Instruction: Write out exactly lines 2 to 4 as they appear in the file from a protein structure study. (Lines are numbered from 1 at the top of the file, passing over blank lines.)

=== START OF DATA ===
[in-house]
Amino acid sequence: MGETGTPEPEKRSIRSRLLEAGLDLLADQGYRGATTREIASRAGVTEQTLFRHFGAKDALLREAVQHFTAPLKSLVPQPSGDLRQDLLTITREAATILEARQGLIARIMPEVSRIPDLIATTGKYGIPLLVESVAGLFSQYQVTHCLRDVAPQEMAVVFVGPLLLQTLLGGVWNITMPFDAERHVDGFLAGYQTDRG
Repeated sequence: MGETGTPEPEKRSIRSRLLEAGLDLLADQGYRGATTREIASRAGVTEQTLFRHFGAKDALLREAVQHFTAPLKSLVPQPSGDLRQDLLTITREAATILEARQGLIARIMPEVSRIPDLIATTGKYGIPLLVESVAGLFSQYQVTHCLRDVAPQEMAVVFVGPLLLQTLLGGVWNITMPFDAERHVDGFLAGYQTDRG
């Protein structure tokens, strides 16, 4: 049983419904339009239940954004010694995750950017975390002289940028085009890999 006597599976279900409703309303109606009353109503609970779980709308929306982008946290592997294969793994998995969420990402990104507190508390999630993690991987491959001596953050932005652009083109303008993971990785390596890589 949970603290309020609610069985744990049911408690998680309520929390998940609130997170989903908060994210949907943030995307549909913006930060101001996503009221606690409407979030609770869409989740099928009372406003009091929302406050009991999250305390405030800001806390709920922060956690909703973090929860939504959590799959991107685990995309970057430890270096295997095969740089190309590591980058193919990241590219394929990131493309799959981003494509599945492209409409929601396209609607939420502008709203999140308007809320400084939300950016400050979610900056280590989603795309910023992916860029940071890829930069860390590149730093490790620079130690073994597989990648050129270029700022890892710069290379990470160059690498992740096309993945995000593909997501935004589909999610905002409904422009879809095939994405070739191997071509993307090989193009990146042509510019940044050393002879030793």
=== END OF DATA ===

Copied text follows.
Amino acid sequence: MGETGTPEPEKRSIRSRLLEAGLDLLADQGYRGATTREIASRAGVTEQTLFRHFGAKDALLREAVQHFTAPLKSLVPQPSGDLRQDLLTITREAATILEARQGLIARIMPEVSRIPDLIATTGKYGIPLLVESVAGLFSQYQVTHCLRDVAPQEMAVVFVGPLLLQTLLGGVWNITMPFDAERHVDGFLAGYQTDRG
Repeated sequence: MGETGTPEPEKRSIRSRLLEAGLDLLADQGYRGATTREIASRAGVTEQTLFRHFGAKDALLREAVQHFTAPLKSLVPQPSGDLRQDLLTITREAATILEARQGLIARIMPEVSRIPDLIATTGKYGIPLLVESVAGLFSQYQVTHCLRDVAPQEMAVVFVGPLLLQTLLGGVWNITMPFDAERHVDGFLAGYQTDRG
């Protein structure tokens, strides 16, 4: 049983419904339009239940954004010694995750950017975390002289940028085009890999 006597599976279900409703309303109606009353109503609970779980709308929306982008946290592997294969793994998995969420990402990104507190508390999630993690991987491959001596953050932005652009083109303008993971990785390596890589 949970603290309020609610069985744990049911408690998680309520929390998940609130997170989903908060994210949907943030995307549909913006930060101001996503009221606690409407979030609770869409989740099928009372406003009091929302406050009991999250305390405030800001806390709920922060956690909703973090929860939504959590799959991107685990995309970057430890270096295997095969740089190309590591980058193919990241590219394929990131493309799959981003494509599945492209409409929601396209609607939420502008709203999140308007809320400084939300950016400050979610900056280590989603795309910023992916860029940071890829930069860390590149730093490790620079130690073994597989990648050129270029700022890892710069290379990470160059690498992740096309993945995000593909997501935004589909999610905002409904422009879809095939994405070739191997071509993307090989193009990146042509510019940044050393002879030793």